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Spain: country overview

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Spain joined the EU in 1986, and developed into a dynamic and rapidly growing economy, and a global champion of freedom and human rights. The most important sectors of Spain’s economy in 2015 were wholesale and retail trade, transport, accommodation and food services (24.5 %), public administration, defence, education, human health and social work activities (18.7 %), and industry (17.0 %). Spain’s main export partners are France, Germany and the UK, while its main import partners are Germany, France and China.

Spanish flag

Capital: Madrid

Geographical size: 505 944 km2

Population: 46 449 565 (2015)

Population as % of total EU: 9.1 % (2015)

Gross domestic product (GDP): EUR 1.081 trillion (2015)

Official EU language(s): Spanish

Political system: parliamentary constitutional monarchy

EU member country since: 1 January 1986

Seats in the European Parliament: 54

Currency: Euro. Member of the eurozone since 1 January 1999

Schengen area member? Yes, Schengen Area member since 26 March 1995.

Presidency of the Council: Spain has held the revolving presidency of the Council of the EU 4 times between 1989 and 2010.

Map of SpainCountry overview

High plateaux and mountain ranges such as the Pyrenees and the Sierra Nevada dominate mainland Spain. Running from these heights are several major rivers such as the Ebro, the Duero, the Tagus and the Guadalquivir. The Balearic Islands lie offshore in the Mediterranean while the autonomous Canary Islands are to be found off the African coast.

Spain is a constitutional monarchy, with a hereditary monarch and a parliament with two chambers: the Cortes. The 1978 constitution values linguistic and cultural diversity within a united Spain. The country is divided into 17 autonomous communities (regions) which all have their own directly elected authorities. In Catalonia, the Basque Country and Galicia, the regional languages have official status alongside the national Spanish language, which is also called Castilian.

Spain's service and manufacturing sectors are strong, while agriculture (especially fruit and vegetables, olive oil and wine) and tourism are also very profitable.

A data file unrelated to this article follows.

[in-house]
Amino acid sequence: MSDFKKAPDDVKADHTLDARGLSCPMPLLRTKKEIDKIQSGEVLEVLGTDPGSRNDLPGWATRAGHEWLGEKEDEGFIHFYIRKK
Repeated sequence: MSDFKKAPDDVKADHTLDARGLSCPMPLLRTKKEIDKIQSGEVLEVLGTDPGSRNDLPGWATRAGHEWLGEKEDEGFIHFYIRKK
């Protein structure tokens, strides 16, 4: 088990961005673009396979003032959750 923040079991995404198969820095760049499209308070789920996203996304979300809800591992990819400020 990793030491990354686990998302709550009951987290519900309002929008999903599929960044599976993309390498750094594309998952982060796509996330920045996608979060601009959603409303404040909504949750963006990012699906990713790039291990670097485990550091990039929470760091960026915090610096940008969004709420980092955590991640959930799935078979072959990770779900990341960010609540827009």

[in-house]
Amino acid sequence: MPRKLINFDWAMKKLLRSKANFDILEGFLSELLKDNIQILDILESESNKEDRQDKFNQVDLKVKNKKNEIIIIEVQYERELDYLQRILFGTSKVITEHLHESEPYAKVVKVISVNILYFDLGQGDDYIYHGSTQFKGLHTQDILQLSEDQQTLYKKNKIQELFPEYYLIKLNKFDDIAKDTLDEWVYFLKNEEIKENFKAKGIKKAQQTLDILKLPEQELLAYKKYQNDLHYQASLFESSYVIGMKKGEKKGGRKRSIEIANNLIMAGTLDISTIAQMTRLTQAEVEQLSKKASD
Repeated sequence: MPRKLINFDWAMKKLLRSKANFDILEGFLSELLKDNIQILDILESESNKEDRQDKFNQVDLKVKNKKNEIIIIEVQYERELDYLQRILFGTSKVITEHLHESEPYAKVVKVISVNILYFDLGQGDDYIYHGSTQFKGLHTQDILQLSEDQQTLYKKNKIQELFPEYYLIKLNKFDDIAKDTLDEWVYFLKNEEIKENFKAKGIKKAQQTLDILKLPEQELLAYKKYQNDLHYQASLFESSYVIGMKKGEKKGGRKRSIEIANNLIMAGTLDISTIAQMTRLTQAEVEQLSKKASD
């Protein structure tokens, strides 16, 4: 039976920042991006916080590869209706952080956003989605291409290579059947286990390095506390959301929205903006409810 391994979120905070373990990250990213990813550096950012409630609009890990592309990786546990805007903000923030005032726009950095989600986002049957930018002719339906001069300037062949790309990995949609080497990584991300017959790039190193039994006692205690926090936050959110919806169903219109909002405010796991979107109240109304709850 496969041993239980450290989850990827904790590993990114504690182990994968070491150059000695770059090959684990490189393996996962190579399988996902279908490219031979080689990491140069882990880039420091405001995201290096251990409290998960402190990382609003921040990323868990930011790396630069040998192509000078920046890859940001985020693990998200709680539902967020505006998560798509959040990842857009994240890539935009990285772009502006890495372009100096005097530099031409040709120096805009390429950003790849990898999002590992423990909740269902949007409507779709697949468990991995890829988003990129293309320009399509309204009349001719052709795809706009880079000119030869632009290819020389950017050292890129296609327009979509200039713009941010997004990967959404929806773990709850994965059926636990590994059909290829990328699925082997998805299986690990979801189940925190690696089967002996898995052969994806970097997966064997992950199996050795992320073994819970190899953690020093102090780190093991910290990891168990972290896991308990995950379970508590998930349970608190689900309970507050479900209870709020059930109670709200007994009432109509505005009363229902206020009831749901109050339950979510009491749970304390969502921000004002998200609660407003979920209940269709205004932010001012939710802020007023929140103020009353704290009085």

From Velázquez in the 17th century, through Goya in the 18th and 19th, to Picasso, Dali and Miro in the 20th, Spain has a rich artistic culture. Spanish Flamenco music and dance are widely admired around the world while Cervantes' novel Don Quixote is one of the landmarks of modern European literature. Spanish film directors such as Pedro Almodóvar, Alejandro Amenábar and Luis Buñuel have received several international prizes.

Spanish cuisine is known for its paella (a rice dish with chicken, seafood and vegetables), tortilla (omelette with potatoes) and sangria (red wine served with fruit).

Economy overview

After experiencing a prolonged recession in the wake of the global financial crisis that began in 2008, in 2014 Spain marked the first full year of positive economic growth in seven years, largely due to increased private consumption. At the onset of the financial crisis, Spain's GDP contracted by 3.7% in 2009, ending a 16-year growth trend, and continued contracting through most of 2013. In 2013, the government successfully shored up struggling banks - exposed to the collapse of Spain's depressed real estate and construction sectors - and in January 2014 completed an EU-funded restructuring and recapitalization program.

Until 2014, credit contraction in the private sector, fiscal austerity, and high unemployment weighed on domestic consumption and investment. The unemployment rate rose from a low of about 8% in 2007 to more than 26% in 2013, but labour reforms prompted a modest reduction to 22% in 2015. High unemployment strained Spain's public finances, as spending on social benefits increased while tax revenues fell. Spain's budget deficit peaked at 11.4% of GDP in 2010, but Spain gradually reduced the deficit to just under 7% of GDP in 2013-14, and 4.7% of GDP in 2015. Public debt has increased substantially – from 60.1% of GDP in 2010 to nearly 101% in 2015.

Exports were resilient throughout the economic downturn and helped to bring Spain's current account into surplus in 2013 for the first time since 1986, where it remained in 2014-15. Rising labour productivity and an internal devaluation resulting from moderating labor costs and lower inflation have helped to improve foreign investor interest in the economy and positive FDI flows have been restored.

The government's efforts to implement labour, pension, healthcare, tax, and education reforms - aimed at supporting investor sentiment - have become overshadowed by political activity in 2015 in anticipation of the national parliamentary elections in December. The European Commission criticized Spain's 2016 budget for its easing of austerity measures and its alleged overly optimistic growth and deficit projections. Spain's borrowing costs are dramatically lower since their peak in mid-2012, and despite the recent uptick in economic activity, inflation has dropped sharply, from 1.5% in 2013 to a negative 0.6% in 2015.

Source: Europa, CIA World Factbook

Useful links

The Commission's Representation in Spain
European Parliament office in Spain
Spanish Government
Tourist information

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